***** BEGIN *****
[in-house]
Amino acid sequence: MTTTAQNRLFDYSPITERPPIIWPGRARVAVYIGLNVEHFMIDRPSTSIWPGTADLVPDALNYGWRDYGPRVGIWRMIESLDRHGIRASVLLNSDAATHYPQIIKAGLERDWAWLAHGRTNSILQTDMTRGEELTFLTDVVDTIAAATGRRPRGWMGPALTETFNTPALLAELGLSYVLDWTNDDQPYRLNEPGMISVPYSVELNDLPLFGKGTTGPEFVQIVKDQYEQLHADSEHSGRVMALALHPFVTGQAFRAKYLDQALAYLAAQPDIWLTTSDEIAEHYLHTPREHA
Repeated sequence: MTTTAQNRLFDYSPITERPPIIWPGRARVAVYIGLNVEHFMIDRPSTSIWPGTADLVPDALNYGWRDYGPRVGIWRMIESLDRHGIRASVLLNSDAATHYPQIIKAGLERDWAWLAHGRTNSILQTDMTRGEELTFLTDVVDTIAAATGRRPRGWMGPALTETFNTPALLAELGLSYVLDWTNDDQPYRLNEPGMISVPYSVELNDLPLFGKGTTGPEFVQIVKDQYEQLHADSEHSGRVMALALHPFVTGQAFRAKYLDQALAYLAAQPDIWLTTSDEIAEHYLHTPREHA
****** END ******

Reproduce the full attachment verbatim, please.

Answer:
[in-house]
Amino acid sequence: MTTTAQNRLFDYSPITERPPIIWPGRARVAVYIGLNVEHFMIDRPSTSIWPGTADLVPDALNYGWRDYGPRVGIWRMIESLDRHGIRASVLLNSDAATHYPQIIKAGLERDWAWLAHGRTNSILQTDMTRGEELTFLTDVVDTIAAATGRRPRGWMGPALTETFNTPALLAELGLSYVLDWTNDDQPYRLNEPGMISVPYSVELNDLPLFGKGTTGPEFVQIVKDQYEQLHADSEHSGRVMALALHPFVTGQAFRAKYLDQALAYLAAQPDIWLTTSDEIAEHYLHTPREHA
Repeated sequence: MTTTAQNRLFDYSPITERPPIIWPGRARVAVYIGLNVEHFMIDRPSTSIWPGTADLVPDALNYGWRDYGPRVGIWRMIESLDRHGIRASVLLNSDAATHYPQIIKAGLERDWAWLAHGRTNSILQTDMTRGEELTFLTDVVDTIAAATGRRPRGWMGPALTETFNTPALLAELGLSYVLDWTNDDQPYRLNEPGMISVPYSVELNDLPLFGKGTTGPEFVQIVKDQYEQLHADSEHSGRVMALALHPFVTGQAFRAKYLDQALAYLAAQPDIWLTTSDEIAEHYLHTPREHA